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Old 03-25-2013, 03:28 PM   #31
MagicSmoker
 
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Quote:
Originally Posted by freisste View Post
Right. I know there are ways to pressurize beer. I was trying to figure out a way to pressurize without allowing extra gas to be absorbed into the liquid (like the conditions at the bottom of a very large fermenter where the pressure comes from the depth of the liquid, not the pressurized headspace).

But that is interesting information.
The pressure at the bottom of a cylindrical tank will be the same regardless of diameter, so...
If you want to simulate a tall fermenter without requiring a huge volume of liquid for your test, then make it out of 3/4" SCH 40 PVC pipe.

Reason: clarification

 
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Old 03-26-2013, 12:38 AM   #32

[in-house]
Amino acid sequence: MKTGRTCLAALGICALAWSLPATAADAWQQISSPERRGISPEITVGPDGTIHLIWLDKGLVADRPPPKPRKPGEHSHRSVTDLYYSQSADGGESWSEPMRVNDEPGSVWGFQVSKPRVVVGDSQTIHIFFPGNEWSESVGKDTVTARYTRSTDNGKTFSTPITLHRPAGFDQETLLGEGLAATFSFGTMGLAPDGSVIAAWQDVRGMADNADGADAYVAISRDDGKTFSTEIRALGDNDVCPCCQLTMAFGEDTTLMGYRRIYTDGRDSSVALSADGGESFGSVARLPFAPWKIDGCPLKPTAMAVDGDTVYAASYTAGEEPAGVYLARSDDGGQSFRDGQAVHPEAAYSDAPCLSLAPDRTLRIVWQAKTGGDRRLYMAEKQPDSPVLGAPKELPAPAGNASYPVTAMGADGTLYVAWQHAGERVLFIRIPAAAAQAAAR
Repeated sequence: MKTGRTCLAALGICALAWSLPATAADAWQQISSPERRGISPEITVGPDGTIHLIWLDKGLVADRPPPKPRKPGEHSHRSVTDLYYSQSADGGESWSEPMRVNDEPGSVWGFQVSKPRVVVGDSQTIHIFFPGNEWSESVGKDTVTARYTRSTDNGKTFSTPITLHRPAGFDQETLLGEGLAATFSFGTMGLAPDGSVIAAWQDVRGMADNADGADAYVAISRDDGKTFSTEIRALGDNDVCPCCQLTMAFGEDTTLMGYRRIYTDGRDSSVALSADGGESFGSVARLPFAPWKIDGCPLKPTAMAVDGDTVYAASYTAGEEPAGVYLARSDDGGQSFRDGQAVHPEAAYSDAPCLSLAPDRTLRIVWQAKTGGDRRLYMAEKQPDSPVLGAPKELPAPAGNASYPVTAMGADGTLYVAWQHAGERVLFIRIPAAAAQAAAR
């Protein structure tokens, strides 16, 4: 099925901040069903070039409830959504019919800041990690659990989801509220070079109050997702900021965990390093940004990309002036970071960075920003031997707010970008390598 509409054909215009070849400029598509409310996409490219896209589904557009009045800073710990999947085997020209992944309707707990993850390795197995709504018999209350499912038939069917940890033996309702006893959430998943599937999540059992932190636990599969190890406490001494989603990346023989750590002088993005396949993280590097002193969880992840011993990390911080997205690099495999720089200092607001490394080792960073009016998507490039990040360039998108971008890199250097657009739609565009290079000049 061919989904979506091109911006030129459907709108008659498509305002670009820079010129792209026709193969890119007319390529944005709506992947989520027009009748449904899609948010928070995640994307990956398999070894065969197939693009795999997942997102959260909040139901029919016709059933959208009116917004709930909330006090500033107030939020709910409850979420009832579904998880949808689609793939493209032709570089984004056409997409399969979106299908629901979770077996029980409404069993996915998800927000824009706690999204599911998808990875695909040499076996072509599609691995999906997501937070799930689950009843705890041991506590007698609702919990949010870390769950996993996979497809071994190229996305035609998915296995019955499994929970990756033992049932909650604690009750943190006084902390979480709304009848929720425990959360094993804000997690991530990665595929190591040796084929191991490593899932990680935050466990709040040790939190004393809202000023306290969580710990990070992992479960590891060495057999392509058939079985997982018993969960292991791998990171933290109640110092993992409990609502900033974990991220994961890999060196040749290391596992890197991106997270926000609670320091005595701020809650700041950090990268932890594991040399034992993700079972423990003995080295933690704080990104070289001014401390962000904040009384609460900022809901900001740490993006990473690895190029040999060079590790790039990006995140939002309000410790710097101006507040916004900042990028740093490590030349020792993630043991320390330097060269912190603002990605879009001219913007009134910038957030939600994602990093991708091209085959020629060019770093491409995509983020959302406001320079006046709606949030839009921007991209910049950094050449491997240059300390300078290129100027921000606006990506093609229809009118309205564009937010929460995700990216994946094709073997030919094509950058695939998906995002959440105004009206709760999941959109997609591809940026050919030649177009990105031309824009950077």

Dynachrome
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I like that I have an envelope house.

I could do one about twenty feet tall in the sunroom.
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Old 03-26-2013, 02:38 PM   #33
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Quote:
Originally Posted by MagicSmoker

The pressure at the bottom of a cylindrical tank will be the same regardless of diameter, so...
If you want to simulate a tall fermenter without requiring a huge volume of liquid for your test, then make it out of 3/4" SCH 40 PVC pipe.
I actually imagined that, but assumed it was impractical. If it is practical, I think it is a good way to simulate the big boys. As you say, diameter is irrelevant to pressure.

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Old 03-28-2013, 07:03 AM   #34
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Hmm. The long tube is a good idea.

I hate to bring this up, but yeast cannibalization is a different process then autolysis. Inducing it through denial of nutrients, or excessive yeast stress, isn't going to produce any useful data. Autolysis occurs as a result of the enzymes present in the yeast cell after death. I rather doubt the chemicals, and therefore flavors, are the same.
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Old 04-06-2013, 05:54 PM   #35